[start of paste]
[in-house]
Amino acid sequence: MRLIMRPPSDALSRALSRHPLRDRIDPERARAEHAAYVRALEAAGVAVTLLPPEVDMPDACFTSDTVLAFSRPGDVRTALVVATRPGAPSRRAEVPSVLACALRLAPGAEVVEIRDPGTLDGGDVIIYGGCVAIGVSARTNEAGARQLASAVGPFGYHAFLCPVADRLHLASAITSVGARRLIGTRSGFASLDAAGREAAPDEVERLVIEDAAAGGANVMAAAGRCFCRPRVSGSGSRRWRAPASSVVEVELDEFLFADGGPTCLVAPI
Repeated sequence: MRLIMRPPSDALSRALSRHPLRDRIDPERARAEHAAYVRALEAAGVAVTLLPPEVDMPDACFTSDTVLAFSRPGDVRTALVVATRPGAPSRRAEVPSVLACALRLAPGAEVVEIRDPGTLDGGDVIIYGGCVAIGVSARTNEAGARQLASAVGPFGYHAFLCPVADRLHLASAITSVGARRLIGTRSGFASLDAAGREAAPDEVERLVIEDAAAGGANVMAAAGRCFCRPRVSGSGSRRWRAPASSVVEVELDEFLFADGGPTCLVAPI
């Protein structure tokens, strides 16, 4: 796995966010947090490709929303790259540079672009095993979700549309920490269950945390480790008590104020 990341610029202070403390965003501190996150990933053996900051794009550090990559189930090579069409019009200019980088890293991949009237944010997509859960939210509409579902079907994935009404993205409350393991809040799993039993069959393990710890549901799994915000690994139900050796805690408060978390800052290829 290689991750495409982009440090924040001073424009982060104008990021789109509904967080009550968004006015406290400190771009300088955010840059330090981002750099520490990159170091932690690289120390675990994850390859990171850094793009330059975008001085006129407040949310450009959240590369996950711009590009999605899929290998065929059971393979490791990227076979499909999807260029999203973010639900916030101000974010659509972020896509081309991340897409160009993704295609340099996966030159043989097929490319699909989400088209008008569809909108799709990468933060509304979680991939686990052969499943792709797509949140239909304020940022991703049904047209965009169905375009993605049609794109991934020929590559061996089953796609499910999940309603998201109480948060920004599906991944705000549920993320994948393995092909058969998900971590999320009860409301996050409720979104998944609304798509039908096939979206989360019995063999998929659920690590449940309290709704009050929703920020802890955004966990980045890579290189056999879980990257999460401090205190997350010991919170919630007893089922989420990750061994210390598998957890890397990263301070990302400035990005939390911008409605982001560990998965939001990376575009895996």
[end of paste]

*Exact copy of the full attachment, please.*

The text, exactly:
[in-house]
Amino acid sequence: MRLIMRPPSDALSRALSRHPLRDRIDPERARAEHAAYVRALEAAGVAVTLLPPEVDMPDACFTSDTVLAFSRPGDVRTALVVATRPGAPSRRAEVPSVLACALRLAPGAEVVEIRDPGTLDGGDVIIYGGCVAIGVSARTNEAGARQLASAVGPFGYHAFLCPVADRLHLASAITSVGARRLIGTRSGFASLDAAGREAAPDEVERLVIEDAAAGGANVMAAAGRCFCRPRVSGSGSRRWRAPASSVVEVELDEFLFADGGPTCLVAPI
Repeated sequence: MRLIMRPPSDALSRALSRHPLRDRIDPERARAEHAAYVRALEAAGVAVTLLPPEVDMPDACFTSDTVLAFSRPGDVRTALVVATRPGAPSRRAEVPSVLACALRLAPGAEVVEIRDPGTLDGGDVIIYGGCVAIGVSARTNEAGARQLASAVGPFGYHAFLCPVADRLHLASAITSVGARRLIGTRSGFASLDAAGREAAPDEVERLVIEDAAAGGANVMAAAGRCFCRPRVSGSGSRRWRAPASSVVEVELDEFLFADGGPTCLVAPI
């Protein structure tokens, strides 16, 4: 796995966010947090490709929303790259540079672009095993979700549309920490269950945390480790008590104020 990341610029202070403390965003501190996150990933053996900051794009550090990559189930090579069409019009200019980088890293991949009237944010997509859960939210509409579902079907994935009404993205409350393991809040799993039993069959393990710890549901799994915000690994139900050796805690408060978390800052290829 290689991750495409982009440090924040001073424009982060104008990021789109509904967080009550968004006015406290400190771009300088955010840059330090981002750099520490990159170091932690690289120390675990994850390859990171850094793009330059975008001085006129407040949310450009959240590369996950711009590009999605899929290998065929059971393979490791990227076979499909999807260029999203973010639900916030101000974010659509972020896509081309991340897409160009993704295609340099996966030159043989097929490319699909989400088209008008569809909108799709990468933060509304979680991939686990052969499943792709797509949140239909304020940022991703049904047209965009169905375009993605049609794109991934020929590559061996089953796609499910999940309603998201109480948060920004599906991944705000549920993320994948393995092909058969998900971590999320009860409301996050409720979104998944609304798509039908096939979206989360019995063999998929659920690590449940309290709704009050929703920020802890955004966990980045890579290189056999879980990257999460401090205190997350010991919170919630007893089922989420990750061994210390598998957890890397990263301070990302400035990005939390911008409605982001560990998965939001990376575009895996």